How to Test Vermiculite for Asbestos

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Vermiculite Insulation
Vermiculite Insulation (Image: EPA)

Vermiculite is a material used as loose fill insulation in attics. Prior to 1990, most vermiculite came from a mine in Montana. The mine contained asbestos, which contaminated the vermiculite. Inhaling asbestos fibers can cause lung disease or cancer. Current testing practices for asbestos contamination in vermiculite are not always accurate. Because of the danger associated with pesticide exposure and inaccuracy of testing, the United States Environmental Protection Agency (EPA) recommends that caution should be used around all vermiculite.

Things You'll Need

  • N-, P- or R-100 respirator
  • Disposable coveralls
  • Disposable gloves
  • Disposable shoe covers
  • Long-sleeved shirt
  • Long pants
  • Boots
  • Sealable plastic baggie
  • Plastic garbage bag

Put on a long-sleeved shirt, long pants and boots. Wear the disposable protective clothing over your clothes and put on an N-, P- or R-100 respirator.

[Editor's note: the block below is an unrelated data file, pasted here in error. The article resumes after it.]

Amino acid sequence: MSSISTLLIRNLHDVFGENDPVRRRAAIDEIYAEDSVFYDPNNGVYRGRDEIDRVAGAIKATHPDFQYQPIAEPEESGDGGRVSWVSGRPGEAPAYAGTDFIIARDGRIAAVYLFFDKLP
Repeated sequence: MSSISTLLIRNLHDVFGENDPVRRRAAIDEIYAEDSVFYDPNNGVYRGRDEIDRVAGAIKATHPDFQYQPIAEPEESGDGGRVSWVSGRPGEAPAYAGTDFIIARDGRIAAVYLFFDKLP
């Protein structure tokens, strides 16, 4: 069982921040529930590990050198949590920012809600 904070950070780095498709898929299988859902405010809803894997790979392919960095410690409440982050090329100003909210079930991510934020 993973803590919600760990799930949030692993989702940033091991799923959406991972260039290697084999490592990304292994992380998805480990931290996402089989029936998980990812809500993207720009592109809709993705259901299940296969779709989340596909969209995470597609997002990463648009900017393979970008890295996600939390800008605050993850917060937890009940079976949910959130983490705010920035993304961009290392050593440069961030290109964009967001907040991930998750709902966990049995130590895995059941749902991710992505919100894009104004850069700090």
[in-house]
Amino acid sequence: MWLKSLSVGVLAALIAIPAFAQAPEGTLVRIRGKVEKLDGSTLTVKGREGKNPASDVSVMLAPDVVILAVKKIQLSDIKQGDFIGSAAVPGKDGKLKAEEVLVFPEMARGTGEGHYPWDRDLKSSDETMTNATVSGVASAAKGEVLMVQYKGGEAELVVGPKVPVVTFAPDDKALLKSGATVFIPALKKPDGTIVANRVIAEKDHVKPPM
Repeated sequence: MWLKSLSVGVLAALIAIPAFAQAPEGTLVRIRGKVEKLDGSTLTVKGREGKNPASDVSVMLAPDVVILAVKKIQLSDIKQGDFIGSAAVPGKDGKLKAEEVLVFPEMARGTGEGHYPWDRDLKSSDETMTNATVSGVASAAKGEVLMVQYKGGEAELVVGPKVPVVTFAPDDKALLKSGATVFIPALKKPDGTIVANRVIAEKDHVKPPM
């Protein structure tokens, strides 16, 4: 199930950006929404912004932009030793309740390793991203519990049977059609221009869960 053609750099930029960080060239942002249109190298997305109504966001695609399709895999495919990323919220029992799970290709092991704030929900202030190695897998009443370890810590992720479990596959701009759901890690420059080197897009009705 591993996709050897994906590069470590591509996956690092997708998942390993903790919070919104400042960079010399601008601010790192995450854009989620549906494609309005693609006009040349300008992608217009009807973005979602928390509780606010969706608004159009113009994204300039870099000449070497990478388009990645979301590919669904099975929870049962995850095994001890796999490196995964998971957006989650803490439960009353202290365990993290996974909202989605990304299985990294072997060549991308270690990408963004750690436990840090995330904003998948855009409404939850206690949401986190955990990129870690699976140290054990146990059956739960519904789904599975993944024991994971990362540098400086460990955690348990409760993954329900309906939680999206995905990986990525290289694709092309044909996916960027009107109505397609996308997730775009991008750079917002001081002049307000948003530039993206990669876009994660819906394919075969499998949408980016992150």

Take samples of the vermiculite. Grab pieces of vermiculite from several different areas to get a more accurate sample. Not all of the pieces necessarily contain asbestos. Take samples from vermiculite that has fallen to the ground and samples from high and low areas in the attic. Disturb the vermiculite insulation as little as possible to avoid releasing asbestos fibers into the air. Place the samples inside a sealed baggie.

Take off your disposable protective clothes and put them in a garbage bag. Tie the garbage bag and throw it away outside. Throw the respirator away if it is a disposable model. If it is not disposable, place it in a sealed baggie and store in it the garage out of reach of children.

Send the vermiculite samples to an asbestos testing lab using the method recommended by the laboratory.

Tips & Warnings

  • The EPA recommends that sample collection of vermiculite should be done by a professional.
  • If you decide to remove vermiculite insulation from your attic, have it done by a professional who has the required equipment necessary to capture asbestos fibers.

References

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